Like Grandma and Grandpa Walton, my own grandparents were a strong influence in my life. While they did not live as long as I had hoped, I recall their hard work, advice, encouragement and working with my parents on the farm on various tasks of gardening, preservation, butchering day and many other projects. The family unit was strong and always ready to support, care and nurture other family members. That is not to say we all were in agreement on everything, but nothing was more important than the love and support of each other. No disagreement or difference of opinion ever interfered with our relationships.
We also often visited the local general store in our nearby communities which provided us a little taste of Ike Godsey’s store. My children and grandchildren will never know the fun of reaching into a pop cooler full of cold water to retrieve a bottle of pop. While we had most of own meat and milk from the farm, we often got some great frankfurters, pretzels, bubble gum and other specialty items we couldn’t raise on the farm. These general stores also provided a wealth of education for a young boy. I often learned some interesting facts of life from old men, neighborhood gossip and news of the community. Ike Godsey’s General Store had nothing on me!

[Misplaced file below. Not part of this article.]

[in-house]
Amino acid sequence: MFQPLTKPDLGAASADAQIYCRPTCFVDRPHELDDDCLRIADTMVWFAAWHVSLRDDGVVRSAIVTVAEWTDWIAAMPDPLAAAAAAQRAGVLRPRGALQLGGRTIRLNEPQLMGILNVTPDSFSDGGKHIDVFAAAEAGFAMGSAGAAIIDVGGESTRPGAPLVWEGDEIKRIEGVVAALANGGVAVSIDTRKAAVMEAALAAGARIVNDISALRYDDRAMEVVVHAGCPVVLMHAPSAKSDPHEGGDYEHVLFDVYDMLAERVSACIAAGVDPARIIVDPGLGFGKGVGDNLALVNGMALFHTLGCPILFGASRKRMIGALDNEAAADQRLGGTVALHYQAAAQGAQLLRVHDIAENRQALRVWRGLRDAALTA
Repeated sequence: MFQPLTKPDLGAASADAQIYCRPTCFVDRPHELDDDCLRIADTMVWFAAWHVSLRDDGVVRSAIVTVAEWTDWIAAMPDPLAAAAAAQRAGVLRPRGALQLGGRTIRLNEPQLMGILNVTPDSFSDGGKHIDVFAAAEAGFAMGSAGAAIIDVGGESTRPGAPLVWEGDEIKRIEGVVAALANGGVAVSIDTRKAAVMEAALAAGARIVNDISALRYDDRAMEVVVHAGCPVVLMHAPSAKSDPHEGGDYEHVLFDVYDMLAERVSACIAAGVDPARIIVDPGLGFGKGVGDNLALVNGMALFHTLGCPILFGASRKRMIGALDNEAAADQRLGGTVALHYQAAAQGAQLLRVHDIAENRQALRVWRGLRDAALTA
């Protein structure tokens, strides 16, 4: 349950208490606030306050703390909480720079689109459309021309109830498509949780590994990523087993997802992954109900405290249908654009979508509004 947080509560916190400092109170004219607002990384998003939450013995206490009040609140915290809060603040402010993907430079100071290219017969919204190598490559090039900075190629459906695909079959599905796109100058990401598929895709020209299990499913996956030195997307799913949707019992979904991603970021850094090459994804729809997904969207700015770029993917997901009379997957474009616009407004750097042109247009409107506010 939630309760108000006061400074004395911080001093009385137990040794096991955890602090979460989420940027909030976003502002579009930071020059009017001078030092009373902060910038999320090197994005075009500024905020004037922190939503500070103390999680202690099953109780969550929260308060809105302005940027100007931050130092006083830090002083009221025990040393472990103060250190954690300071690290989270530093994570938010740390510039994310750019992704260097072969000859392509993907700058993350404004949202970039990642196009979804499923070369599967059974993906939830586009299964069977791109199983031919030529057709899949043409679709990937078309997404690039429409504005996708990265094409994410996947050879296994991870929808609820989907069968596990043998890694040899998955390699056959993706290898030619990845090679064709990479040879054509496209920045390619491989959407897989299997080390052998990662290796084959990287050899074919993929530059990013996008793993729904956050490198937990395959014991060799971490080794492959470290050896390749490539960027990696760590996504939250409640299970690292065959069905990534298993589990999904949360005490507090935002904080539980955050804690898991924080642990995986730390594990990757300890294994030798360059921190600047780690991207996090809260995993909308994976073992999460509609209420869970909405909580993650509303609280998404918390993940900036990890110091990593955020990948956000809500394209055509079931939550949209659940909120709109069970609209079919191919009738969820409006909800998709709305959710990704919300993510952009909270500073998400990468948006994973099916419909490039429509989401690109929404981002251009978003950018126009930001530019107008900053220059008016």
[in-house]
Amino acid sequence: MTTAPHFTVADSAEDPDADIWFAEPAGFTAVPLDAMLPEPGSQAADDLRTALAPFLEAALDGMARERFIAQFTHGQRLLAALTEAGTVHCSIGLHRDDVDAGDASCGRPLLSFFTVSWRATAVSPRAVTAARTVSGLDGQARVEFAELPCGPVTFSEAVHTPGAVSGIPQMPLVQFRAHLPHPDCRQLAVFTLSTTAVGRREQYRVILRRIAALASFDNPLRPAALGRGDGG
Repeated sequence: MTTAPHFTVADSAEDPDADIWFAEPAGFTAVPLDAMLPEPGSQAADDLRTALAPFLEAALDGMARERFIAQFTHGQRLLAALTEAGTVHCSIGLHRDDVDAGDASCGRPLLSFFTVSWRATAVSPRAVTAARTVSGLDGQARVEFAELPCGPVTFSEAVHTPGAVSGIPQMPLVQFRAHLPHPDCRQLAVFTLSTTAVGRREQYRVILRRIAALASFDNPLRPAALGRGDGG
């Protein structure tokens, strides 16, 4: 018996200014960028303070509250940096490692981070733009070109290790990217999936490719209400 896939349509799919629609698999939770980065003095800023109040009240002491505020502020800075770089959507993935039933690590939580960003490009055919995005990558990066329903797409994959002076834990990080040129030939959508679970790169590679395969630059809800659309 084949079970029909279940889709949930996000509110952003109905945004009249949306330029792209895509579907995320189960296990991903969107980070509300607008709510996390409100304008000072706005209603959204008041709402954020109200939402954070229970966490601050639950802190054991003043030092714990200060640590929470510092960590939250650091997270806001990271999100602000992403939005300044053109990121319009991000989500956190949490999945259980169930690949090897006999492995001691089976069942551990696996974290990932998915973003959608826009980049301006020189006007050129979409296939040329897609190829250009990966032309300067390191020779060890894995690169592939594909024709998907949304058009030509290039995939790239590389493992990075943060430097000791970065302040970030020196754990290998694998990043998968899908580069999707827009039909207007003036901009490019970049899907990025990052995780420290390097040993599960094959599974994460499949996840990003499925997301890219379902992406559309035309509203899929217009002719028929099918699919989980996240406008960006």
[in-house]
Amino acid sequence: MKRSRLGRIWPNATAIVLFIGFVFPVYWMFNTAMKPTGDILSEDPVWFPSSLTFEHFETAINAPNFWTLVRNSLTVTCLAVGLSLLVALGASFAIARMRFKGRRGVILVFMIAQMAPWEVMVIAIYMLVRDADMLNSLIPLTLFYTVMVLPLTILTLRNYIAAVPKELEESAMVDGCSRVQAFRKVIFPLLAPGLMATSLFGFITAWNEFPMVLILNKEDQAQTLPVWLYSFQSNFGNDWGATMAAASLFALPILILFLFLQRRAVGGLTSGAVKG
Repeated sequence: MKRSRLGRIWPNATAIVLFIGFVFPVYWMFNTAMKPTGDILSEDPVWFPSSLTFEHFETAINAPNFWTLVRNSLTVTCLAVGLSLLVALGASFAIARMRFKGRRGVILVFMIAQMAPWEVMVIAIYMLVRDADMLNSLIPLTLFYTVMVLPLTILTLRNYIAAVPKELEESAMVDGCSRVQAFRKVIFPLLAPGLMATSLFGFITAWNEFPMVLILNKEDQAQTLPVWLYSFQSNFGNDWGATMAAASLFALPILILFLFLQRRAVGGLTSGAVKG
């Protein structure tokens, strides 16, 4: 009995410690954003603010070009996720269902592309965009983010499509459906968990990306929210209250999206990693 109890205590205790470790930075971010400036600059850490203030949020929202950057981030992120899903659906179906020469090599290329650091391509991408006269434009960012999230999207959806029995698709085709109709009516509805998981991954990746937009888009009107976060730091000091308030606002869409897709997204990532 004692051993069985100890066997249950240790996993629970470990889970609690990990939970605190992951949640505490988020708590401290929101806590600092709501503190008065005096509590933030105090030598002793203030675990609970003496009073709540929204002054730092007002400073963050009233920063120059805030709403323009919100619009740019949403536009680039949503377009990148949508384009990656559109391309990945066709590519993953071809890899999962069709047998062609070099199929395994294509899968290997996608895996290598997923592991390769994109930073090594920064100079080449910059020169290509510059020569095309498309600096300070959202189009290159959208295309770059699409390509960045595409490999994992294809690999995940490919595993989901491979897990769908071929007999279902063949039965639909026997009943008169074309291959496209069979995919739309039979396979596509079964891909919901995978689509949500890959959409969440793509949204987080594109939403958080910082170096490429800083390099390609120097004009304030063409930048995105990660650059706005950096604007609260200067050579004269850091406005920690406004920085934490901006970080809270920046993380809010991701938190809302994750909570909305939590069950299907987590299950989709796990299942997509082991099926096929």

When my Dad was a young man, he became acquainted with a couple of older ladies that were sisters and lived together just outside of town. We did not visit with them, but my Dad sometimes spoke of them. He would occasionally stop to assist one of them, mow some weeds around their house in summer and plow snow out of their driveway in winter. He never took me with him when he stopped to help them. I am not sure why, but because I had an active imagination, I began to conjure up all sorts of reasons. They were to me a little secretive and mysterious. Sometimes when passing their home, I would catch a glimpse of one of the sisters at the window. They always seemed to be at home and rarely left because their cars were always in the drive. Once I watched the Walton’s I immediately knew these ladies had to be the local Baldwin sisters. I just knew that most likely they had been cooking up that special recipe all these years. That had to be the reason Dad had never taken me to their house.
A great deal of time has passed since watching The Walton’s with my Mom. While I didn’t want to admit it at the time, my own life had many similarities to the show. As I have aged, I have certainly changed my perspective a bit. Yes, I still have a pretty vivid imagination, but I’ve certainly come to value and appreciate the values portrayed on the television show. Strong family, faith, support, love- these are the traits I have learned that last. Harvest gold appliances and vinyl landau tops may come and go, but values portrayed by the Walton family endure the test of time. Looking back, I guess I was growing up on my own version of Walton’s Mountain- I just didn’t realize it at the time. I still value my progressive ideas, but if I were a kid again today, I think I would again choose to grow up on Walton’s Mountain, but today I do hope they have good wi-fi.